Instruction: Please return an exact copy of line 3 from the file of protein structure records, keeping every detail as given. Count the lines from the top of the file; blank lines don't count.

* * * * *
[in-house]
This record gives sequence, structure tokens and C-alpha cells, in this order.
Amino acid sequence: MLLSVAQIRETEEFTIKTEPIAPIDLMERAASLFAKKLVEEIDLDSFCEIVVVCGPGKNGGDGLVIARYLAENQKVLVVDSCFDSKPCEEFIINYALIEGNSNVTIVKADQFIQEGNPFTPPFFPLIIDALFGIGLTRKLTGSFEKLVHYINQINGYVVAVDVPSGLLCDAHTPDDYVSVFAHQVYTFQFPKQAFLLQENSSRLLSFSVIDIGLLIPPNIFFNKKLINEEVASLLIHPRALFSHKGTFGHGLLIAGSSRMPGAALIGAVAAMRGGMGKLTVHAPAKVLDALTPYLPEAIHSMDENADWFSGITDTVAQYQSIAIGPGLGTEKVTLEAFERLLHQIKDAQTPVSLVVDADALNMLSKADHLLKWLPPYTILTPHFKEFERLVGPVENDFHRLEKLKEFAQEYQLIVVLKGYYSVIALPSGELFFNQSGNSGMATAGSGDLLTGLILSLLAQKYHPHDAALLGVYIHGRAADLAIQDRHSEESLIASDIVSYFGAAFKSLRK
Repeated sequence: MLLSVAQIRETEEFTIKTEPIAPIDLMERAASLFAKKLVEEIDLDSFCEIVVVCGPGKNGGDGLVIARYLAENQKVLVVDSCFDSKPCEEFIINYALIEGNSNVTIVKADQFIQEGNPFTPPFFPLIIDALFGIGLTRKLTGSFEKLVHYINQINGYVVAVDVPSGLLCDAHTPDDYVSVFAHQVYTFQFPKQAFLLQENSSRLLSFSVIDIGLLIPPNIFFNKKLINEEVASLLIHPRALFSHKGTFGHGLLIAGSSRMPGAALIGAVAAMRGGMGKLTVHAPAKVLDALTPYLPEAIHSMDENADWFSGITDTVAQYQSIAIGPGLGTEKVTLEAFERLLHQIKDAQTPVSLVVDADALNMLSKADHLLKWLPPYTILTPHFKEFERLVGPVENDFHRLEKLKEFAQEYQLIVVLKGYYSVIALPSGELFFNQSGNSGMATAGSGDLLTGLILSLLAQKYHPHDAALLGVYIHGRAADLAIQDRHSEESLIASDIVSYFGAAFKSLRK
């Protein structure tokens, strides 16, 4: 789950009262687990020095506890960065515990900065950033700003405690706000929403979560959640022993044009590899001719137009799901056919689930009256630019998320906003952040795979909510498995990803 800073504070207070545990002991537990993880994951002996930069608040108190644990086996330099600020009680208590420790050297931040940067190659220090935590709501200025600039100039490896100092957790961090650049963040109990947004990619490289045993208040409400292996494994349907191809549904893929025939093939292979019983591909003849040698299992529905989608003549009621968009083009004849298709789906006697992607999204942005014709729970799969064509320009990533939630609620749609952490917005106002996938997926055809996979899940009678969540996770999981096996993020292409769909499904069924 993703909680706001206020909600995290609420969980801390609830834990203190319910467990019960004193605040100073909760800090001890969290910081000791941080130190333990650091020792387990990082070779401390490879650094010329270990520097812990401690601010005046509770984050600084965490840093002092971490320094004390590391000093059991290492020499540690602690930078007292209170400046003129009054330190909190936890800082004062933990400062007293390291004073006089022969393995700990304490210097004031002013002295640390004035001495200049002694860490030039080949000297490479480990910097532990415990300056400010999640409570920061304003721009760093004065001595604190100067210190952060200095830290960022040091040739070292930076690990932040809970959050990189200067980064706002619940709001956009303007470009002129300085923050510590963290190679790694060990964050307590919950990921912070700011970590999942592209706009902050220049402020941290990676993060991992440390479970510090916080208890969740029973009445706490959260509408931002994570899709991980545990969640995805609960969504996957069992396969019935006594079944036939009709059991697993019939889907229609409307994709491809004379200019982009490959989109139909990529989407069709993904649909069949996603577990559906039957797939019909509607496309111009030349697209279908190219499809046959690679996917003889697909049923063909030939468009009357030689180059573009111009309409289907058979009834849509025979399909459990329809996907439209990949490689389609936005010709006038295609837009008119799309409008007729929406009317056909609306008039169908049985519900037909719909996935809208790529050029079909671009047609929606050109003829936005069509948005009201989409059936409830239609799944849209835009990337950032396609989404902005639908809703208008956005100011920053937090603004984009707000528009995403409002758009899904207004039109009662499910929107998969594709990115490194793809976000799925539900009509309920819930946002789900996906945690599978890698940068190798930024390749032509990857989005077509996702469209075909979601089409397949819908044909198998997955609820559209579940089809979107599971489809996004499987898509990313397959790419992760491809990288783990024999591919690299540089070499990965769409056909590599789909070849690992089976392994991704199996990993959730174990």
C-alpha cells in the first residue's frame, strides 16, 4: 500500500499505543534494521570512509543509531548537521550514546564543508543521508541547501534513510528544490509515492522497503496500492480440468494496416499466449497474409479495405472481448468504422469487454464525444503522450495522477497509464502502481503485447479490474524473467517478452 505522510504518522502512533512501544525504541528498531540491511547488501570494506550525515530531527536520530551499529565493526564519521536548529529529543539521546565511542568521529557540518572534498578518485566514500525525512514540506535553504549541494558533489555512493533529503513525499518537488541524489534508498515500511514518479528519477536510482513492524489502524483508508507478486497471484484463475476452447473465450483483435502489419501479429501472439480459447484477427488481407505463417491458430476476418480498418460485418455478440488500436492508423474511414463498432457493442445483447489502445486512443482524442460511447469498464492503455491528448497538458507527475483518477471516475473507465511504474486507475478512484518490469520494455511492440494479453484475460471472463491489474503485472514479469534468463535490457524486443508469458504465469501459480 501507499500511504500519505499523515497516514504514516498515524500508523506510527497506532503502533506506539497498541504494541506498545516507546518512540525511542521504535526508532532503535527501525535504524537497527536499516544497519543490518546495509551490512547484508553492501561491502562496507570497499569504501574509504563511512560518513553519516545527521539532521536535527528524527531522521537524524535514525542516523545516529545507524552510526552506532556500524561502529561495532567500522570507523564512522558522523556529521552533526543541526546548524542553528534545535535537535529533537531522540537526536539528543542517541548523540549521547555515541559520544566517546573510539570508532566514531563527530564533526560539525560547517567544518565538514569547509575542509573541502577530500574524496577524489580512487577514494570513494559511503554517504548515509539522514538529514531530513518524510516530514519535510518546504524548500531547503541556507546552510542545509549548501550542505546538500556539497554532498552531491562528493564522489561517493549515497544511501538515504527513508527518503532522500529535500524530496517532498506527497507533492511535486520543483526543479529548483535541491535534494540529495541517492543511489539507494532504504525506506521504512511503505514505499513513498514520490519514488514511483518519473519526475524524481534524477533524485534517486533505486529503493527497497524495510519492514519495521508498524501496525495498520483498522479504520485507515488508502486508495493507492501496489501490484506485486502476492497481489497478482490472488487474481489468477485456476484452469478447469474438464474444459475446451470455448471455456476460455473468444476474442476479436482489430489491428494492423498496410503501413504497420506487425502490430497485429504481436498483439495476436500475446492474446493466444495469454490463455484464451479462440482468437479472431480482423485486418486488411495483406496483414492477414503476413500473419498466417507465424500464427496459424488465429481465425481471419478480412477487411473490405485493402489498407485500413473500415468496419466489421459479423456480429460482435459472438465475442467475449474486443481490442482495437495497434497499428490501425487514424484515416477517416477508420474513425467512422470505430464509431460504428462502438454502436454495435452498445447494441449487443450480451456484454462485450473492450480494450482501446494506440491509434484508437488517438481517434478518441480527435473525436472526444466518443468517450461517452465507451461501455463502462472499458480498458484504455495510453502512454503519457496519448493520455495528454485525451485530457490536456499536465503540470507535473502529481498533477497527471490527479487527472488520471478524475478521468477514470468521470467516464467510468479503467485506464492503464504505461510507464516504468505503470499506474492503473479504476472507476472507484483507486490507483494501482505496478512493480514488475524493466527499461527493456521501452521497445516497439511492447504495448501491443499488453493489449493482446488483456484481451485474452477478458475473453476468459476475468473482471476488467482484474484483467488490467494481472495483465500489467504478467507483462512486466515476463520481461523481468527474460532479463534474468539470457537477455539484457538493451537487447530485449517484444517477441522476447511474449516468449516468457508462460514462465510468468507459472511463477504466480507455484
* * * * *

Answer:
Amino acid sequence: MLLSVAQIRETEEFTIKTEPIAPIDLMERAASLFAKKLVEEIDLDSFCEIVVVCGPGKNGGDGLVIARYLAENQKVLVVDSCFDSKPCEEFIINYALIEGNSNVTIVKADQFIQEGNPFTPPFFPLIIDALFGIGLTRKLTGSFEKLVHYINQINGYVVAVDVPSGLLCDAHTPDDYVSVFAHQVYTFQFPKQAFLLQENSSRLLSFSVIDIGLLIPPNIFFNKKLINEEVASLLIHPRALFSHKGTFGHGLLIAGSSRMPGAALIGAVAAMRGGMGKLTVHAPAKVLDALTPYLPEAIHSMDENADWFSGITDTVAQYQSIAIGPGLGTEKVTLEAFERLLHQIKDAQTPVSLVVDADALNMLSKADHLLKWLPPYTILTPHFKEFERLVGPVENDFHRLEKLKEFAQEYQLIVVLKGYYSVIALPSGELFFNQSGNSGMATAGSGDLLTGLILSLLAQKYHPHDAALLGVYIHGRAADLAIQDRHSEESLIASDIVSYFGAAFKSLRK